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Guru Purnima: Teacher Appreciation Day – by Gwen Burdick

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“Everything in the world has come out of one Divine Being, the sacred fire.  The sages are the direct manifestation of that fire.  No one understands them.  No one talks to them.  No one walks with them.  They live in their own world and yet, driven by intense compassion, they descend and walk among human beings.  They are kind and ever-engaged in guiding those who are in search of the Divine Experience.  When you have a real desire to see them, they come to you in the flesh.  Don’t waste your time running here and there: they are always with you; they are your real companions.” – Swami Rama as quoted by Pandit Rajmani Tigunait in At the Eleventh Hour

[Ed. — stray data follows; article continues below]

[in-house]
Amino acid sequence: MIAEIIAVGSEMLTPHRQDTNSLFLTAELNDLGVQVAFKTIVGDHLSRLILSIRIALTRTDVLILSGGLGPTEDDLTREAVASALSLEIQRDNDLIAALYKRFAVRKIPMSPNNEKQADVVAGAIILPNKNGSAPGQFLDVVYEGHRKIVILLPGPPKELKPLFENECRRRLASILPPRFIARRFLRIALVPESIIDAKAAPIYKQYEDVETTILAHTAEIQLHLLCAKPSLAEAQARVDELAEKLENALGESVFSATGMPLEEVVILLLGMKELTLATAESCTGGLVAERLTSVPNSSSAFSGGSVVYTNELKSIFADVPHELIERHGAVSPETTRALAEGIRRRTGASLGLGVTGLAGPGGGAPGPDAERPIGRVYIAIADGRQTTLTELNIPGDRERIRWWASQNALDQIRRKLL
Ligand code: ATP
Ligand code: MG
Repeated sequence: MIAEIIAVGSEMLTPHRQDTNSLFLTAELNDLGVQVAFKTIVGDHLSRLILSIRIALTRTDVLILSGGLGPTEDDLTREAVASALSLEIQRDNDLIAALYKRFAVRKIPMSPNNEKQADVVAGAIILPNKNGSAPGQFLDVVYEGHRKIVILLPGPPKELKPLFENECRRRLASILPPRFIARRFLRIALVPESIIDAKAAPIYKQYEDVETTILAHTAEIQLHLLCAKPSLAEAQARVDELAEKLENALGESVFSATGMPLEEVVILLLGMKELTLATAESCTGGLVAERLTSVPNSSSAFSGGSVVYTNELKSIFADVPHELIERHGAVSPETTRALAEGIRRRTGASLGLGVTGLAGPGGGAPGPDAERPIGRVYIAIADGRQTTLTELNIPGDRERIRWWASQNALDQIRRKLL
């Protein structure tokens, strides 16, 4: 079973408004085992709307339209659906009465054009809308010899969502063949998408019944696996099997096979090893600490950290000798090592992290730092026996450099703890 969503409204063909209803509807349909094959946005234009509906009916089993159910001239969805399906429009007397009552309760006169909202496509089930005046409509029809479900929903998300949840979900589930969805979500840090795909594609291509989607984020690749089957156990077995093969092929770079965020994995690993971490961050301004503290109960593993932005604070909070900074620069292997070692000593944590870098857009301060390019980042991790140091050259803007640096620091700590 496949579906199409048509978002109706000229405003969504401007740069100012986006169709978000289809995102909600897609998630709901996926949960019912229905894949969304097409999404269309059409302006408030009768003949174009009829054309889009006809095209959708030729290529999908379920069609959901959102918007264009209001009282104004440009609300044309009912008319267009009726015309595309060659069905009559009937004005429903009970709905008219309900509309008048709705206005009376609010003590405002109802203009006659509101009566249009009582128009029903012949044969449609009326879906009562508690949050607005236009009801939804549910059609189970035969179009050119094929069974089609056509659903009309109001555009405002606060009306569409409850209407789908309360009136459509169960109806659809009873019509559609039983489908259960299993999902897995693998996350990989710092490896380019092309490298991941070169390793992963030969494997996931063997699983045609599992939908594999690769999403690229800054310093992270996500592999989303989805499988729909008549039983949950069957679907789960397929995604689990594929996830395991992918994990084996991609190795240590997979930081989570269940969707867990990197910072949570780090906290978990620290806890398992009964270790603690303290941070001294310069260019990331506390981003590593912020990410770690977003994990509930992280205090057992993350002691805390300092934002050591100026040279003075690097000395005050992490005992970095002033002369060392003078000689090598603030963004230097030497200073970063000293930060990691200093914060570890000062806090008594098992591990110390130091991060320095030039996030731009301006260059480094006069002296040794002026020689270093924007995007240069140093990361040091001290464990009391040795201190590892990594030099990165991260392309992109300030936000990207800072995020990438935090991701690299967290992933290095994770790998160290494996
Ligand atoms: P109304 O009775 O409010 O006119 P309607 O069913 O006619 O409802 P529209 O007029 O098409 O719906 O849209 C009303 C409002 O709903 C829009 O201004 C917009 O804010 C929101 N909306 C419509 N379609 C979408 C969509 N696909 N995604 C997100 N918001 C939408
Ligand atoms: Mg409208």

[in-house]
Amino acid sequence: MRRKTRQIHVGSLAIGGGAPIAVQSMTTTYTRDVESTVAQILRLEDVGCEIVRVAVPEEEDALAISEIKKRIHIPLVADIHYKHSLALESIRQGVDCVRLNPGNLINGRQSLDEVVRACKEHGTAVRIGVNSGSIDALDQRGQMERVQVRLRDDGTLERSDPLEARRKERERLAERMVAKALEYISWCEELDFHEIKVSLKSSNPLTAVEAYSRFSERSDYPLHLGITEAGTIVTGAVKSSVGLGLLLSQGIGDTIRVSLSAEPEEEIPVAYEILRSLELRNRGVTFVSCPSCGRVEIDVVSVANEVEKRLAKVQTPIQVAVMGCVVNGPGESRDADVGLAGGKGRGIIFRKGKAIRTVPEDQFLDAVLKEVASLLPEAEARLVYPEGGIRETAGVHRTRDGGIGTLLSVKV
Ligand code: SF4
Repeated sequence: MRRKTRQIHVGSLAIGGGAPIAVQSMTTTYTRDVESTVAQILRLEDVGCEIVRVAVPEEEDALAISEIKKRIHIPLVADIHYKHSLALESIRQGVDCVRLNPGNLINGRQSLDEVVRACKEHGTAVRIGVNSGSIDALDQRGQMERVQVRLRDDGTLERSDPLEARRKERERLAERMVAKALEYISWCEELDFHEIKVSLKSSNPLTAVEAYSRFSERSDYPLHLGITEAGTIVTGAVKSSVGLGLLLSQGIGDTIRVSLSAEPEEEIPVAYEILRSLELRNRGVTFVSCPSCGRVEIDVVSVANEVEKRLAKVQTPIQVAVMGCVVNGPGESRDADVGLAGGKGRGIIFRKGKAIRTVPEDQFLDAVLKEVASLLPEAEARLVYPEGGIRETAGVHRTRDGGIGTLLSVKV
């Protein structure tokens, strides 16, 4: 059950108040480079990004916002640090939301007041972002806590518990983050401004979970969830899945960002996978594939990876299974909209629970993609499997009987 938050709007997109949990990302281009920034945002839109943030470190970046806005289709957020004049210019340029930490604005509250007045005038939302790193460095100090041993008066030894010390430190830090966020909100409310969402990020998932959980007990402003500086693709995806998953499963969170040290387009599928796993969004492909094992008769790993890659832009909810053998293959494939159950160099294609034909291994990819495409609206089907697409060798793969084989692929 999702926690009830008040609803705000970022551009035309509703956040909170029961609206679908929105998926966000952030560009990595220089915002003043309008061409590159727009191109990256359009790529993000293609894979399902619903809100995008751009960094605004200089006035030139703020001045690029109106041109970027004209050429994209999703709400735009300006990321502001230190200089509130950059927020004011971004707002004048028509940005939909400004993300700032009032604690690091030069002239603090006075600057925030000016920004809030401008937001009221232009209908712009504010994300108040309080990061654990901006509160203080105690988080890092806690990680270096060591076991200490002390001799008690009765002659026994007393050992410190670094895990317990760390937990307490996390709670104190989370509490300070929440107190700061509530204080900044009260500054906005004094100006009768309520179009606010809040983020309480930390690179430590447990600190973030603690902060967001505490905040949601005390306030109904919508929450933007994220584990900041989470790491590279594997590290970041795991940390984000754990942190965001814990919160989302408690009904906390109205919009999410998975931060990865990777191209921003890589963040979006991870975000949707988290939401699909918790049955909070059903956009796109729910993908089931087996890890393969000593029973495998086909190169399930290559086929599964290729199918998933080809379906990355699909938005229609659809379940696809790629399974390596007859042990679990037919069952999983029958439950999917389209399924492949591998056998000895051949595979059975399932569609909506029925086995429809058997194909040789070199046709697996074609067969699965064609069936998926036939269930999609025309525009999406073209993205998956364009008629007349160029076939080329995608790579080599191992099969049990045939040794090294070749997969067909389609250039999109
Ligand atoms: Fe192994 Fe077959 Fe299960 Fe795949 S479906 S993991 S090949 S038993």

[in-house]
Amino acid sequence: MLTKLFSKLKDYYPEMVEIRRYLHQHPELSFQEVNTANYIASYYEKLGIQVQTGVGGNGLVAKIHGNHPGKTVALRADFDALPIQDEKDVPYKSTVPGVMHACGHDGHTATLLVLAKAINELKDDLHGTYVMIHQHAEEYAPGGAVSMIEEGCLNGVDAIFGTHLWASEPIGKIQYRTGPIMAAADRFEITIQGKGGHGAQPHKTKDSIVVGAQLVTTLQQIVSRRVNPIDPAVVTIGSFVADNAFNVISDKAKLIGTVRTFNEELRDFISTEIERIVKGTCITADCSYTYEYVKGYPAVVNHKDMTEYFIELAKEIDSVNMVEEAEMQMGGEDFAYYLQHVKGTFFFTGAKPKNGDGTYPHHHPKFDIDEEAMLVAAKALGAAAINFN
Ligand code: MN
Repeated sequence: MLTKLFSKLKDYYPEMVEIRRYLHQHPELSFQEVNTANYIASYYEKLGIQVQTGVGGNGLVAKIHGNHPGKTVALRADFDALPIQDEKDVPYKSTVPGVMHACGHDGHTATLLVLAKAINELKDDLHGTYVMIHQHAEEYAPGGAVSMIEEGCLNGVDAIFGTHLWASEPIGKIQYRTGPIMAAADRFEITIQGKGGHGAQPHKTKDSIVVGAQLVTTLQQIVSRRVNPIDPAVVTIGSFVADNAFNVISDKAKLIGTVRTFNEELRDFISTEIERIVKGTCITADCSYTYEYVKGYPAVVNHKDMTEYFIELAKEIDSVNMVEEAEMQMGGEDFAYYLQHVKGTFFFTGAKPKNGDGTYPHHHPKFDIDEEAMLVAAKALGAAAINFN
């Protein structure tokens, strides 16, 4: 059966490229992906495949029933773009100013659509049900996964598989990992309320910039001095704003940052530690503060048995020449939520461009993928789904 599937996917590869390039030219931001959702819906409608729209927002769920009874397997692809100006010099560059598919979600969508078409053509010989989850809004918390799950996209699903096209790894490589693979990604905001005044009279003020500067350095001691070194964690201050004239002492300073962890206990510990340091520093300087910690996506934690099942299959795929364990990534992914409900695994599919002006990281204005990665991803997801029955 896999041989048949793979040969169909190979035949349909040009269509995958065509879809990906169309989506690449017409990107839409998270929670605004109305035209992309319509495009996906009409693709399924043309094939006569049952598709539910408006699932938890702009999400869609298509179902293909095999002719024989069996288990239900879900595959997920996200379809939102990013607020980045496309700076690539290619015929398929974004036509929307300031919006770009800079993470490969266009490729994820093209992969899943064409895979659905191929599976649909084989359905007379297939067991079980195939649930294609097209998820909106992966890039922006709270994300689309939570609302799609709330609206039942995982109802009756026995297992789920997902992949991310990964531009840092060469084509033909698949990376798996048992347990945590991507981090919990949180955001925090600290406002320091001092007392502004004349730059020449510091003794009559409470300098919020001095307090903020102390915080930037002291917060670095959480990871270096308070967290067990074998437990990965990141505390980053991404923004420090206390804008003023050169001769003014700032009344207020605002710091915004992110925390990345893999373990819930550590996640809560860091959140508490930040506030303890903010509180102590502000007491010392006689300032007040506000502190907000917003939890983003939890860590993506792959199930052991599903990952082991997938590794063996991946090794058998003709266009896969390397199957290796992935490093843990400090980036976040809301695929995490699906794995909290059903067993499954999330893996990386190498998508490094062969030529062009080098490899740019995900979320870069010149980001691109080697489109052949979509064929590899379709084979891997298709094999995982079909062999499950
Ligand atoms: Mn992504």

Guru Purnima, the highest holiday in the Vedic tradition, is celebrated yearly on the first full moon after the summer solstice in the month of Ashad, usually our July, and corresponds to the beginning of the rainy season.  The Sanskrit word Guru means remover of darkness and Purnima is the full moon day of the lunation cycle.  On this day scholars, academics and students from a variety of spiritual lineages gather in fellowship, known as satsang, to honor and express gratitude for the wisdom teachings and past and present teachers that have inspired, guided, and protected everyone.  All forms of worship are said to be a thousand times more powerful on Guru Purnima.